Dr. Thomas Dooley packed a lot into his short life. The young, charming and handsome Navy doctor achieved worldwide fame as a humanitarian for his work with refugees in Southeast Asia, chronicled in his first book, “Deliver Us From Evil.”
He was already being groomed as the next U.S. Surgeon General when an inquiry into his sexual orientation forced his sudden resignation from the Navy in 1956. He stayed to work in refugee camps in Laos, along the way writing two more bestselling books.
He died at 34 of a malignant melanoma. President John F. Kennedy called him posthumously the inspiration for the founding of the Peace Corps.
Playwright William de Canzio doesn’t try to cover it all, but concentrates on his meteoric rise and quick fall from grace in the world premiere of “Dooley,” playing through May 29 at Diversionary Theatre.
Experienced opera director Cynthia Stokes marshals her nine-member forces superbly in this play that includes elements of Eastern mythology, dance and mime and even includes a fine original score by Blair Robert Nelson, nicely evoking the period. The east-west look is carried out by Matt Scott’s set, a combination of slanted boards and Asian-look screens.
Robert Borzych is riveting as the complex Dooley, a combination of shameless self-promoter, genuine humanitarian and unapologetic homosexual, even in those pre-“Don’t Ask, Don’t Tell” times. Though di Canzio doesn’t spend a lot of time exploring Dooley’s psyche, it’s easy to see the source of his devil-may-care self-confidence when his mother, the rich matron Agnes (Terril Miller, in a fine performance) shows up to narrate her side of his story.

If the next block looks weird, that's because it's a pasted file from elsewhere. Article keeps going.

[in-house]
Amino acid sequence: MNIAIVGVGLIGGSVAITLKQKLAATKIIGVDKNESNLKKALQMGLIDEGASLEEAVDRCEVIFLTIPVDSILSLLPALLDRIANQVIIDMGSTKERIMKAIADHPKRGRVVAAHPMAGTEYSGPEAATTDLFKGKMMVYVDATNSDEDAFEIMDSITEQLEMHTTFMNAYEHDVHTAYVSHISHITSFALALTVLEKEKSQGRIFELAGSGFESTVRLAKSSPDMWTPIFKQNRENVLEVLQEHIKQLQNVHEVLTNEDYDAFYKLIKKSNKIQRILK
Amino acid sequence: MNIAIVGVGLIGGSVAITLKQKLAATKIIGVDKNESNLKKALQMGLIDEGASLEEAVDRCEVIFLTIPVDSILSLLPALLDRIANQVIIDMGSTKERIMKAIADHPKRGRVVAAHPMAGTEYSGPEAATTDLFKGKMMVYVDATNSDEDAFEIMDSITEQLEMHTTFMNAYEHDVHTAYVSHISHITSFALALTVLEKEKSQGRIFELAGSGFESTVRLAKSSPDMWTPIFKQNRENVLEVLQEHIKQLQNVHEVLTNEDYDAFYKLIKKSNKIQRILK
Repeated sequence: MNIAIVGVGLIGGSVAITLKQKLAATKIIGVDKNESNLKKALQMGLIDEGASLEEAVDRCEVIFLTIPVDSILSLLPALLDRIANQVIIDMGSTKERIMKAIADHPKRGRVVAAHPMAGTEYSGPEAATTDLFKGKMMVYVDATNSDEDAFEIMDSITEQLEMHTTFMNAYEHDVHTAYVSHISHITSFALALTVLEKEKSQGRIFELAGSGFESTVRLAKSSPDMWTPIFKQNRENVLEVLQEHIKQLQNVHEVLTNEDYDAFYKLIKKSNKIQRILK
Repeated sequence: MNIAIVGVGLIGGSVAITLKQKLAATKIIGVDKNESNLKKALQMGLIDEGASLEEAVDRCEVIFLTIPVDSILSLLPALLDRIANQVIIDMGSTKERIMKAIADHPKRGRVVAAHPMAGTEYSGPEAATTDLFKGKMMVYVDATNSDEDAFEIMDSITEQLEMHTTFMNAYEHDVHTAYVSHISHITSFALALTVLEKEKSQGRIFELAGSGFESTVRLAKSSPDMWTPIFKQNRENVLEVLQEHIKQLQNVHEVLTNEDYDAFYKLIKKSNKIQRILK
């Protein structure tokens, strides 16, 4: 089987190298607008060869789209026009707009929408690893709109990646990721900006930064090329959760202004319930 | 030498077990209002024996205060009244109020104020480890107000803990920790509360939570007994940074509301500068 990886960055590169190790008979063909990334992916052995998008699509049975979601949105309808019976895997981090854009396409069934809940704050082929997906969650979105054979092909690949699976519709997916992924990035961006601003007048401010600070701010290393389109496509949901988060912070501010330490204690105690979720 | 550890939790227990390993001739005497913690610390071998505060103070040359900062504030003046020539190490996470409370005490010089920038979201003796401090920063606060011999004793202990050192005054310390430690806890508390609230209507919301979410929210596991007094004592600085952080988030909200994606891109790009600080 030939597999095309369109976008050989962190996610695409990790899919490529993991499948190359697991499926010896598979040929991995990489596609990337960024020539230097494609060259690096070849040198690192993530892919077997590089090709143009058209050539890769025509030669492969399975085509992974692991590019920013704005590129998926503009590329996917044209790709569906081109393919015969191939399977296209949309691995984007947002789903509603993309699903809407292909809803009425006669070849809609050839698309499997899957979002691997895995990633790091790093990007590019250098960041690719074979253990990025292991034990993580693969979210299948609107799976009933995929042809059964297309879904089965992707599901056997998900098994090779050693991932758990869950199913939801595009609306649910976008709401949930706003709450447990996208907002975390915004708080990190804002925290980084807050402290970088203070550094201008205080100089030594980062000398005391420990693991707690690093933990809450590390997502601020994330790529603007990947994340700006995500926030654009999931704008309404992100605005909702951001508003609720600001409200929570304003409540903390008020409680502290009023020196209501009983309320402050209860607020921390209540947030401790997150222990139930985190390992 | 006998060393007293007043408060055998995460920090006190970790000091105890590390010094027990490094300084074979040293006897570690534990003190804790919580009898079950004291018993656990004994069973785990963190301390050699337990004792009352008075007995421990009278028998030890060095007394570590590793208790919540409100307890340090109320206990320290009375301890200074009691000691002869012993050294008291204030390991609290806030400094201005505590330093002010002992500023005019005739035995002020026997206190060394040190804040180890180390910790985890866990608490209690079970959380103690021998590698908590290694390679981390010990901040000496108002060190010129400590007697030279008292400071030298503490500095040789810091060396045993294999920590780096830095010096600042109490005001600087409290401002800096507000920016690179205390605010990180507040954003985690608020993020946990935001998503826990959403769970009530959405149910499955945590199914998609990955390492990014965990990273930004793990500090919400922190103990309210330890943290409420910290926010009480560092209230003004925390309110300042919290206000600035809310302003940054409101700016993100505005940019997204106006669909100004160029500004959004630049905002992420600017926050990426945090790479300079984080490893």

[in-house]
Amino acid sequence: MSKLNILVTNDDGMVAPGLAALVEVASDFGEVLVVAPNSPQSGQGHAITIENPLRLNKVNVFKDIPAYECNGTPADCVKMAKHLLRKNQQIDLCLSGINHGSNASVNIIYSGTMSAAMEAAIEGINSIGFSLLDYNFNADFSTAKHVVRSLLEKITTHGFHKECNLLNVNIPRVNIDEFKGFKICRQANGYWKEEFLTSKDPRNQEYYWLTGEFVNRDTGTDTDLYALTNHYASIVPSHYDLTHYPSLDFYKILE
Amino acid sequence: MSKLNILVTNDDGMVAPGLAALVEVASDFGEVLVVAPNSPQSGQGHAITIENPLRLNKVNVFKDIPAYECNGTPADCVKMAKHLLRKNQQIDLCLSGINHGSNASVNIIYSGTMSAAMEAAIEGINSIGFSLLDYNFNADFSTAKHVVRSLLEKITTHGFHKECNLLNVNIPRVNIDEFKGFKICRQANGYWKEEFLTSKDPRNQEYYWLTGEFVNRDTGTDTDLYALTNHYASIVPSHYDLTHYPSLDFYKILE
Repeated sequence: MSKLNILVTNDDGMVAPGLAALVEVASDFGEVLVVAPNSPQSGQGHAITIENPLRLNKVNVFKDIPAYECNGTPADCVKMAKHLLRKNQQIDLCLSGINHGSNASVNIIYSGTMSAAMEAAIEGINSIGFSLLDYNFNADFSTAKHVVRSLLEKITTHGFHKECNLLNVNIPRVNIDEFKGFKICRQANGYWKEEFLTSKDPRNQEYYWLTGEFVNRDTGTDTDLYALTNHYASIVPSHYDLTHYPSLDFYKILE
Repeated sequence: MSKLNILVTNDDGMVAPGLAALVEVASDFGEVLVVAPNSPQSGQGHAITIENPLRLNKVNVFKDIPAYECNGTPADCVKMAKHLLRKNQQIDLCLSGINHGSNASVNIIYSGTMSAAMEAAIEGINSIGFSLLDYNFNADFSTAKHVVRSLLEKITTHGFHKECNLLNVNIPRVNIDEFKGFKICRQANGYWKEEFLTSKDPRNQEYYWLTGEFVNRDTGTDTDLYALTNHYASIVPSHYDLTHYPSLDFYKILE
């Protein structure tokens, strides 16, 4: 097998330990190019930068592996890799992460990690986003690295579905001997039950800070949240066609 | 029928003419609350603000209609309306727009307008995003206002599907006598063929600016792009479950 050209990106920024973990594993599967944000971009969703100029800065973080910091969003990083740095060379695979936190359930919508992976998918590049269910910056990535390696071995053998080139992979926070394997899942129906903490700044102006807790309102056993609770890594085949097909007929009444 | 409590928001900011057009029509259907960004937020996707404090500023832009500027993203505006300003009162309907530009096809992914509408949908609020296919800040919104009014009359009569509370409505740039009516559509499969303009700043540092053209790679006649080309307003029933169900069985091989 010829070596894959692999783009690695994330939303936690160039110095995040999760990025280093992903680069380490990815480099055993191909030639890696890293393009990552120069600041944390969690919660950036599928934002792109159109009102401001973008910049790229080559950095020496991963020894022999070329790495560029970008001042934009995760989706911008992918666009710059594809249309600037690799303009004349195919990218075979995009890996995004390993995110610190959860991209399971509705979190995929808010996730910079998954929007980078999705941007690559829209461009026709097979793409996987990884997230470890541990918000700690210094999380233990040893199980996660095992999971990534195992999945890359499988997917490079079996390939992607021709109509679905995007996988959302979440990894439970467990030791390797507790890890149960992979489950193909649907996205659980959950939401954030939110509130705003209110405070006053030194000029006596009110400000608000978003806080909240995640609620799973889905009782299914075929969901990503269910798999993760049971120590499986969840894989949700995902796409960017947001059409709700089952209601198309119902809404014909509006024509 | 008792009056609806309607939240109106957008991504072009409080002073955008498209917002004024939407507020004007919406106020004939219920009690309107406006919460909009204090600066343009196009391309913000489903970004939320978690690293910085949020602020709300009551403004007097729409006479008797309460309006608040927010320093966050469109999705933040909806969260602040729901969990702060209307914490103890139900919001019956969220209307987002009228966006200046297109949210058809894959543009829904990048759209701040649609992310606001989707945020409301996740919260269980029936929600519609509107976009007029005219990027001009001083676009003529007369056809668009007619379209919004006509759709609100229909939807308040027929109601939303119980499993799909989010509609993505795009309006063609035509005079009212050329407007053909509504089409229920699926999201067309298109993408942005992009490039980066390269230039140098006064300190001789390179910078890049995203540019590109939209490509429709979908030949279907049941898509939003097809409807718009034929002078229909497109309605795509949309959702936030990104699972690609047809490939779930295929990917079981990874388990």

Shaun Tuazon is terrific as Dooley’s main squeeze Khai (and also the mythical Thanatos), whom Dooley first hires for his clinic. He also proves himself a fine dancer.
Allison Riley is a hoot as publisher Iris, who considers Dooley a gift from the gods in terms of salability.
Charlie Riendeau is fine as Dooley’s commanding officer, who first threatens exposure of Dooley’s homosexuality.
Jesse Mackinnon plays Lansdale, head of the CIA detail in Saigon, who wants to recruit Dooley as a propaganda tool. Reed Willard and Noah Longton are fine in smaller roles.
Kudos also to dancers (called Dancing Gods) Nicholas Strassburg and Jacinto Delgado, whose grace and athleticism lends authenticity to the setting.
Dooley’s story is a fascinating one. Bravo to Diversionary for giving this world premiere a fine production.
“Dooley” plays through May 29 at Diversionary Theatre, 4545 Park Bld., Suite 101.
Thursday at 7:30 p.m.; Friday at 8 p.m.; Saturday at 3 and 8 p.m.; Sunday at 2 p.m. Pay-what-you-will performance May 16 at 7:30 p.m.
For tickets call (619) 220-0097 or visit HERE.
To read more reviews by SDGLN Theater Critic Jean Lowerison, click HERE.